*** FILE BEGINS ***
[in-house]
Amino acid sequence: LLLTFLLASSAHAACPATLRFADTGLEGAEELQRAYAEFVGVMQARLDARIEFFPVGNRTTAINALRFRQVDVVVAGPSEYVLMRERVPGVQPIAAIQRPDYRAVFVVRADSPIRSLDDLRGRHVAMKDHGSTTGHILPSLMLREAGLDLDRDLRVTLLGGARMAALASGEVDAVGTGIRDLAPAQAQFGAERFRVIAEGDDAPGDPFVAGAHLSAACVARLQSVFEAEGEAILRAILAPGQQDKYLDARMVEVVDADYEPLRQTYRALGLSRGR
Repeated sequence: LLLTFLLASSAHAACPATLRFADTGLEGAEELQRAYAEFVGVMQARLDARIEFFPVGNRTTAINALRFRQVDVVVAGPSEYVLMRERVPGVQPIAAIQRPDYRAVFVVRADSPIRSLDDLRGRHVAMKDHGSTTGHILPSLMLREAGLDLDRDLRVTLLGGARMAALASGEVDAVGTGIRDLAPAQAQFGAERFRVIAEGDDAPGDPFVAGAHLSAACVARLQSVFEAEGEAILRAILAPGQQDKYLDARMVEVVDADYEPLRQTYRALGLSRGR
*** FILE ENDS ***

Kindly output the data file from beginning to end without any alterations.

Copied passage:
[in-house]
Amino acid sequence: LLLTFLLASSAHAACPATLRFADTGLEGAEELQRAYAEFVGVMQARLDARIEFFPVGNRTTAINALRFRQVDVVVAGPSEYVLMRERVPGVQPIAAIQRPDYRAVFVVRADSPIRSLDDLRGRHVAMKDHGSTTGHILPSLMLREAGLDLDRDLRVTLLGGARMAALASGEVDAVGTGIRDLAPAQAQFGAERFRVIAEGDDAPGDPFVAGAHLSAACVARLQSVFEAEGEAILRAILAPGQQDKYLDARMVEVVDADYEPLRQTYRALGLSRGR
Repeated sequence: LLLTFLLASSAHAACPATLRFADTGLEGAEELQRAYAEFVGVMQARLDARIEFFPVGNRTTAINALRFRQVDVVVAGPSEYVLMRERVPGVQPIAAIQRPDYRAVFVVRADSPIRSLDDLRGRHVAMKDHGSTTGHILPSLMLREAGLDLDRDLRVTLLGGARMAALASGEVDAVGTGIRDLAPAQAQFGAERFRVIAEGDDAPGDPFVAGAHLSAACVARLQSVFEAEGEAILRAILAPGQQDKYLDARMVEVVDADYEPLRQTYRALGLSRGR